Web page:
Peltodoris atromaculata, more commonly known as the dotted sea slug or sea cow, is a species of sea slug, a dorid nudibranch, a marine gastropod mollusk in the family Discodorididae. It dwells in salt water up to the depth of 40m. It is exclusively found in precorralligene and coralligene communities and is very common in such communities. In the wild, Peltodoris is most abundant between June and September. Adults individuals can be found throughout the year, and two separate generations can coexist at the same time.
Dotted sea slugs are found almost exclusively in the Mediterranean Sea from Bay of Biscay to the Azores. Peltodoris atromaculata, is characterized by brown spots distributed randomly on its white mantle, each spot has a border of a darker brown color. The spots are generally darkest around the center of the mantle. Different populations exhibit different amounts of brown spots, and there is a general pattern of increasing coverage from west to east.
Reproduction is restricted during the summer, during which the animal will spawn for 3-4 days, followed by 2-3 weeks without spawning, after which the cycle restarts. Adult individuals that are spawning experience a decrease in body size and weight which continues after oviposition. All individuals of the species are simultaneous hermaphrodites. During mating, both animals engage each other with their penises, and the one that successfully penetrates the body wall of the other becomes the male. After the eggs hatch they develop into a planktonic larvae. The larvae are chemically attracted to fulvinol-like polyacetylenes produced exclusively by their food sponges Petrosia and Haliclona, which can trigger settlement.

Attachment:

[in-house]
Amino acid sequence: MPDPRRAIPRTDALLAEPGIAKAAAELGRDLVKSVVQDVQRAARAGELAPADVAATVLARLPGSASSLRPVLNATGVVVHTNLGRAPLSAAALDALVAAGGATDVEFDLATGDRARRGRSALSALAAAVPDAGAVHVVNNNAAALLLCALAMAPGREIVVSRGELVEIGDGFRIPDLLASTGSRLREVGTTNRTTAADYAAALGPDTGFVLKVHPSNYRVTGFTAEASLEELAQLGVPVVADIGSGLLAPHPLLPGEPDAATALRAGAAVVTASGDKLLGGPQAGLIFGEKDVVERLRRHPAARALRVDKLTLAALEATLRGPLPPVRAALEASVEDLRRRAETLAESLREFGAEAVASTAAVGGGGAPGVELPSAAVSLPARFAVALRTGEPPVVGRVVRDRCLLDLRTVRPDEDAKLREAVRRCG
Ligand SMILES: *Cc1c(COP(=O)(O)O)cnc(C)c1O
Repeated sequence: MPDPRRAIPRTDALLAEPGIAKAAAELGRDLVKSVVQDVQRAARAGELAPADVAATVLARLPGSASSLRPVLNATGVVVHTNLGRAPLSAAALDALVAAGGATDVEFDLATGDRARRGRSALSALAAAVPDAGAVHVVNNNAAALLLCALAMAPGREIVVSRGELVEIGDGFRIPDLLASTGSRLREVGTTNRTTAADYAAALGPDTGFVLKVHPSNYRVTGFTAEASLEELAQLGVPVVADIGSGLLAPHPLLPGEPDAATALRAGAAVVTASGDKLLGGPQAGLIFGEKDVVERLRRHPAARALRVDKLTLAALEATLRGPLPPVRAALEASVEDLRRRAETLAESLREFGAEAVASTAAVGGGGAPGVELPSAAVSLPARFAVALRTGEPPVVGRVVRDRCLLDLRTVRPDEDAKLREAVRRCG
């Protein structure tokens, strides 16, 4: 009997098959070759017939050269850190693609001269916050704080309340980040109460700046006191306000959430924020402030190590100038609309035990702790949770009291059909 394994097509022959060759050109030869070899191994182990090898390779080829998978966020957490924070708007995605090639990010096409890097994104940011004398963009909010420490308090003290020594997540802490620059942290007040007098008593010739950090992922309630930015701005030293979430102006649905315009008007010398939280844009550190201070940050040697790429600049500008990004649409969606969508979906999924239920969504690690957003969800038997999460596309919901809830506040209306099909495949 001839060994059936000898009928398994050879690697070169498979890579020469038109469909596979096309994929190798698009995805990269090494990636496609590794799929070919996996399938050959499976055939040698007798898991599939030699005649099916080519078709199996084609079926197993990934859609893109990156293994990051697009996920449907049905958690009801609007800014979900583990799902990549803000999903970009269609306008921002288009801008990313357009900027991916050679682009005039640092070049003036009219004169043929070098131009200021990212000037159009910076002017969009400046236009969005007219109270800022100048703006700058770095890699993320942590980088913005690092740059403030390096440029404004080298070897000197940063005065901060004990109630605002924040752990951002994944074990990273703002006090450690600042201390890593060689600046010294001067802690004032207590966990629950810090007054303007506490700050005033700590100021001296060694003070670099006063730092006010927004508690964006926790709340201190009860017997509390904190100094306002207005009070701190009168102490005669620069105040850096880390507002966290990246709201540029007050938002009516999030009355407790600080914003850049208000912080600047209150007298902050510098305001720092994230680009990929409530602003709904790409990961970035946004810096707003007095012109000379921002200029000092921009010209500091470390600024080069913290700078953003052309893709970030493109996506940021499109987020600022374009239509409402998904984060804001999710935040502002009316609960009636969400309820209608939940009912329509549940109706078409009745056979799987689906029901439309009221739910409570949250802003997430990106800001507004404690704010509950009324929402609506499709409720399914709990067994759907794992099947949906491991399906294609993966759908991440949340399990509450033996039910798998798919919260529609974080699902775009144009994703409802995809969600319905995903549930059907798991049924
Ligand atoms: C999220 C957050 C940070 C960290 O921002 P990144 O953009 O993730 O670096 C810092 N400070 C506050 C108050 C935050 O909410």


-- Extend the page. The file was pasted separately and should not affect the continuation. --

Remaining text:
Adults generally grow to an average length of 5 to 7cm, and are able to grow up to 12cm. The sizes of brown spots on the mantle increase proportionally with mantle area as the slug grows. However, coverage of the brown spots never exceeds 50% of the mantle area. Each individual has a unique pattern of spots which may change with growth but remain distinct from one another. The animals grow fastest around the first 6-7 months of their lifespan, growth rate slows for the following 4-5 months and a final decrease in growth rate occurs 3-4 months before death. In the wild, Peltodoris exhibits an annual life-cycle, but have been observed to live up to 15 months in the laboratory. They generally die a few weeks after reproduction.
(extract from Wikipedia)